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Update of Primary Key oft times not successful

Posted on 2007-11-30
Medium Priority
Last Modified: 2008-02-28
I have embedded Dynamics SQL update commands in my application. One such task is responsible for updating 28 tables that contain a field containing the customer number field. It has come to my attention that for 3 of the tables the update is not successful even though the status code that comes back indicates success. The unique characteristic to these three tables is that the customer number field is the primary key. How can I best trace this to attempt to determine why my update is failing or perhaps if my update succeeds but then is rolled back? This is MS SQL Server 2005.
@Old_CustomerID varchar(15),
@New_CustomerID varchar(15),
@Return_code int output
declare @sql nvarchar(4000)
SET @Return_Code = 1
/* If old customer ID is found, update it to the new customer ID */
    SET @sql = ' update STAXINFO ' +
               ' set CUSTOMER_NUMBER_STXI = ' + @New_CustomerID + 
               ' where CUSTOMER_NUMBER_STXI= @Old_CustomerID'
    exec sp_executesql @sql, N'@Old_CustomerID varchar(15)',@Old_CustomerID
    SET @Return_Code=0
SELECT @Return_Code

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Question by:rwheeler23
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Accepted Solution

wittyslogan earned 750 total points
ID: 20383782
Are you try to update a primary key?
This will fail as the primary key MUST remain the same and cannot be updated.

If you have to update this number then I would suggest not having it as the primary key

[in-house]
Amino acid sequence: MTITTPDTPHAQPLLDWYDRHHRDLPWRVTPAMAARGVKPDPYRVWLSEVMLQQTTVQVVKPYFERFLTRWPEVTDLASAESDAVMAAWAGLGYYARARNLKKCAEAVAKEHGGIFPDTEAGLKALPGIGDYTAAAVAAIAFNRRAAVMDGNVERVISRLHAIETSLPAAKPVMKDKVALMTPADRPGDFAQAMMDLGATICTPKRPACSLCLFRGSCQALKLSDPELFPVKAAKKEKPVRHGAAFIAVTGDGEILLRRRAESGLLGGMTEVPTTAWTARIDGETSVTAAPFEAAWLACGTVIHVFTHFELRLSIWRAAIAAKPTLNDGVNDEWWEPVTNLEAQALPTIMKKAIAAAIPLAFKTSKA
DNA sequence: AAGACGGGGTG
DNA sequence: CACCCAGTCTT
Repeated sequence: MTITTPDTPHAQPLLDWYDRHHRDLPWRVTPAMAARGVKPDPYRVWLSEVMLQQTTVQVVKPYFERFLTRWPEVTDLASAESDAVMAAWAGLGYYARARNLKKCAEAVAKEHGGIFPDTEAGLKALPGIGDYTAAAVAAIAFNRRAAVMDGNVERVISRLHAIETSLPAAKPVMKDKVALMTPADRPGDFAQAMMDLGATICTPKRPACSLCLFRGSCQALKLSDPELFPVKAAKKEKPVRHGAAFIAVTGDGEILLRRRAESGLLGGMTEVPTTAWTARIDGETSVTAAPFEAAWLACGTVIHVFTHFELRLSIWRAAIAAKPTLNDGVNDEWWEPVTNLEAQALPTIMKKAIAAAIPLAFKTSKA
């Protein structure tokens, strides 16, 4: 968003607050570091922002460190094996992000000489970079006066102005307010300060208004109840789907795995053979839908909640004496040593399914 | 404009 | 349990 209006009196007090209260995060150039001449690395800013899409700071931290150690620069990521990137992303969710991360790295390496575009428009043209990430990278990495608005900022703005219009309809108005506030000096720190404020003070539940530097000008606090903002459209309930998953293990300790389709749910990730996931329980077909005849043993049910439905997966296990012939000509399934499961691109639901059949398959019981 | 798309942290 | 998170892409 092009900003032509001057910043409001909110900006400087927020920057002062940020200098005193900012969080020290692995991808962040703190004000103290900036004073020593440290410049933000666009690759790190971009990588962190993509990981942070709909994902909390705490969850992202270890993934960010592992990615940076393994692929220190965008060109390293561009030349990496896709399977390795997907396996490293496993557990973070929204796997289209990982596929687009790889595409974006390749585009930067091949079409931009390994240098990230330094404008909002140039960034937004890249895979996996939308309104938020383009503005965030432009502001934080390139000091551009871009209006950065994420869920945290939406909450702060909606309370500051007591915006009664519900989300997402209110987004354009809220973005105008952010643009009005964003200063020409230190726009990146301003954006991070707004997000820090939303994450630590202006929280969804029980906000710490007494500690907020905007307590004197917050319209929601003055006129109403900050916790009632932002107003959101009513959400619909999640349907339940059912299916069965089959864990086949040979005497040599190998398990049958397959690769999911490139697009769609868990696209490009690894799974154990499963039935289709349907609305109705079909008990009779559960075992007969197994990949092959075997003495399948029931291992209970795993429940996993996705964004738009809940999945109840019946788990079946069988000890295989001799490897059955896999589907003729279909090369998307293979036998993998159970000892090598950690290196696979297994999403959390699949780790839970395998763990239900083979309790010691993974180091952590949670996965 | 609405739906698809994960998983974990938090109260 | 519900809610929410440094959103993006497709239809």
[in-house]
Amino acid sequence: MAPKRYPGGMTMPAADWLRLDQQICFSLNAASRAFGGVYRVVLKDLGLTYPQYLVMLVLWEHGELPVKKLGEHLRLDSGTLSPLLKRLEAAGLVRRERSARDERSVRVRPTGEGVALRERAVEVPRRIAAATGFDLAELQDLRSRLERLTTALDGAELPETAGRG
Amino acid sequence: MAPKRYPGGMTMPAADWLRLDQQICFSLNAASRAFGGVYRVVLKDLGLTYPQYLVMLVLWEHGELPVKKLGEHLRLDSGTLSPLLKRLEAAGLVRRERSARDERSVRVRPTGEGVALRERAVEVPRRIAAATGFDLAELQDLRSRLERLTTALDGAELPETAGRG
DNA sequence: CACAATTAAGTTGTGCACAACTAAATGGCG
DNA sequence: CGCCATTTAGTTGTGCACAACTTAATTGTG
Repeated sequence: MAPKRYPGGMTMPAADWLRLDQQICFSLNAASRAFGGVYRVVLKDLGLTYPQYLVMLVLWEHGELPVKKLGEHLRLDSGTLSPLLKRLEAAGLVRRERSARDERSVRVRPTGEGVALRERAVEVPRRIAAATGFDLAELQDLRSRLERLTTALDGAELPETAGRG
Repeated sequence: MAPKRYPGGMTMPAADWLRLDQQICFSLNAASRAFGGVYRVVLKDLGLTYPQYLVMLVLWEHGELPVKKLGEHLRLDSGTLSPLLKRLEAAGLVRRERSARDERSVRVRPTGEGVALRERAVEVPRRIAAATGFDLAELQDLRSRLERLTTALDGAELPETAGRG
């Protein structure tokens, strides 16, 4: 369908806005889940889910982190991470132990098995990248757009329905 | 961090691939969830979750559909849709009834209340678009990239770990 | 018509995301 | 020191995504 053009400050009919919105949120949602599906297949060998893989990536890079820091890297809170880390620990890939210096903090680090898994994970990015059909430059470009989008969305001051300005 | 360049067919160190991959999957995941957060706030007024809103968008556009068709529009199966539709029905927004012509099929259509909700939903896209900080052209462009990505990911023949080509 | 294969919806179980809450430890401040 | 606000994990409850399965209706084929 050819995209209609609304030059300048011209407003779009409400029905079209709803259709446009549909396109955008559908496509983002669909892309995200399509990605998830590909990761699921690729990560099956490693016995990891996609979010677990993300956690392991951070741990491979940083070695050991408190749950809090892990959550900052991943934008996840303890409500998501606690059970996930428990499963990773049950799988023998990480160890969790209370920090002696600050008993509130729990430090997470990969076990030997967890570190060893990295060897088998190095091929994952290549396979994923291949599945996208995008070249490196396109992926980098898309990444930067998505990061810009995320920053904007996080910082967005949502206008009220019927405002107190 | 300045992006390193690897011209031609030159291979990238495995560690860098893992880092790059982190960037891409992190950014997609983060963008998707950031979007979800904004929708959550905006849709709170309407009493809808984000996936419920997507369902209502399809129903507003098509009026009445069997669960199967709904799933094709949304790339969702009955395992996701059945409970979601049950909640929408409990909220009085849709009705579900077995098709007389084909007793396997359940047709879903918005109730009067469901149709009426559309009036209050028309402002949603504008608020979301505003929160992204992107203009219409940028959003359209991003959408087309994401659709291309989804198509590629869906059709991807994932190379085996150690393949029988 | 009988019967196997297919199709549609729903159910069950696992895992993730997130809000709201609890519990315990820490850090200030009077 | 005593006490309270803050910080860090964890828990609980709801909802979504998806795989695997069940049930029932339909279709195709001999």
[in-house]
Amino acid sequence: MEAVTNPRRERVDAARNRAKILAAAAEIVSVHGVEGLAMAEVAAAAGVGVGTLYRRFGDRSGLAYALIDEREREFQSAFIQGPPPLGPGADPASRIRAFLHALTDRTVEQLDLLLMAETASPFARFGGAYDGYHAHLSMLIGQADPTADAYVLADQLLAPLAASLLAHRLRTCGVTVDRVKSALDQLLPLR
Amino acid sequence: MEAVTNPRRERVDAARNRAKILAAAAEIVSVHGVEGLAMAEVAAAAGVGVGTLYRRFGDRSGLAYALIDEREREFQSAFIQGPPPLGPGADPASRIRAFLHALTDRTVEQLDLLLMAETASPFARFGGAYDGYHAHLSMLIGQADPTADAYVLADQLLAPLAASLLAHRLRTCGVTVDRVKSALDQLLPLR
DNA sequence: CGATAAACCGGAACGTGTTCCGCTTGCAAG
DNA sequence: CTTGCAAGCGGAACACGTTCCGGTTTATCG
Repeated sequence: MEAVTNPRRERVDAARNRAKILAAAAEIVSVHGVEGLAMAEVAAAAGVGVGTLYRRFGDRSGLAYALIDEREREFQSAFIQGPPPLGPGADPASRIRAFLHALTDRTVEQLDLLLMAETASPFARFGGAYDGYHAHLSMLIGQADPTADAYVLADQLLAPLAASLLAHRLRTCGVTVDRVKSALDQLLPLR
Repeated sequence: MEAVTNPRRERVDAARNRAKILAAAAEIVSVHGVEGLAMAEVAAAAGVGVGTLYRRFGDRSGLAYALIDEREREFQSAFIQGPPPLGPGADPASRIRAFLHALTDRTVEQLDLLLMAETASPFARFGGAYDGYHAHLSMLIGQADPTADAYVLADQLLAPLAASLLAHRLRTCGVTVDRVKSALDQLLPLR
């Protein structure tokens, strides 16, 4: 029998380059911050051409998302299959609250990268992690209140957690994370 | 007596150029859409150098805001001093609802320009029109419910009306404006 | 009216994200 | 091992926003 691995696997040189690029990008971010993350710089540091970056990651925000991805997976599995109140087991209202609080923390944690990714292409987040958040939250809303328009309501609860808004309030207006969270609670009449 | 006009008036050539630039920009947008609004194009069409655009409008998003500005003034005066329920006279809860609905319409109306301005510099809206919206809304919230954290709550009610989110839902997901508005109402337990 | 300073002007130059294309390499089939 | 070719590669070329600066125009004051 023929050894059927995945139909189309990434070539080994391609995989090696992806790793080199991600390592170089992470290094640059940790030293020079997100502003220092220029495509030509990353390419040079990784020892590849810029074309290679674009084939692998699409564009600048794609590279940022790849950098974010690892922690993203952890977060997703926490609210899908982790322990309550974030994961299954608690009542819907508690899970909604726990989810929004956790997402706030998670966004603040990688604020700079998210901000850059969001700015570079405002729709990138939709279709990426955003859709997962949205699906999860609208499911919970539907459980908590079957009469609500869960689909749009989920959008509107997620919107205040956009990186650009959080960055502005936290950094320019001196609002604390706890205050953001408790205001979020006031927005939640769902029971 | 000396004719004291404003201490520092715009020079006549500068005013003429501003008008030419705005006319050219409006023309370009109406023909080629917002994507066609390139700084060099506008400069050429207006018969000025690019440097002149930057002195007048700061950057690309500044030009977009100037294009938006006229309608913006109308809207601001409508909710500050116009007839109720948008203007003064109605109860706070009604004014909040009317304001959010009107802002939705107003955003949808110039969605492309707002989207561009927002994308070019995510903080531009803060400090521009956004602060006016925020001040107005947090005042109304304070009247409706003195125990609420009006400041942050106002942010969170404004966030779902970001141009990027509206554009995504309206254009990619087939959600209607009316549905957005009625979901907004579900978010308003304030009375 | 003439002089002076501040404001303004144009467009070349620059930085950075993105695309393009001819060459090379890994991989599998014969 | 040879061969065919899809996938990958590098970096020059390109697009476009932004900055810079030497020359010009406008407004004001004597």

Expert Comment

ID: 20383957
You can change primary keys, but there are a lot of reasons why it would not work.

1) If your new value already exists in those three tables then the update will fail

2) If the CustomerID in those three tables references CustomerID in another table the update will fail

3) If the CustomerID in those three tables is referenced to from another table/column the update will fail

4) If there are triggers on those tables or some other table, or a scheduled job running every so often that ensures the "proper" value of that column, then the update could succeed or fail depending on the situation and still contain the original value.

Any number of constraints or automation could be at fault really.
LVL 23

Expert Comment

ID: 20384171
<<This will fail as the primary key MUST remain the same and cannot be updated.>>
*MUST* seems like a strong word to me.  It is not that a primary can't be updated bu rather that it should be as stable as possible...If an attribute subset is not stable, that probably means there is got to be a better one to select among canddate keys.

Hope this helps...
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Expert Comment

ID: 20384561
sorry about that,
when I said MUST
what I meant to say was "if you want to spend a day unpicking a live database due to primary key problems and explain it in a way that means you'll still keep your job go right ahead" : )

Expert Comment

ID: 20384775
cheekiness aside.

If you are changing a primary key then it is not really a primary key.  You should alter your table and put on a real primary key instead.

If you've got indexes hanging off a primary key that can be changed then you will get into terrible trouble in terms of performance.  You will run into problems with primary key constraints as well.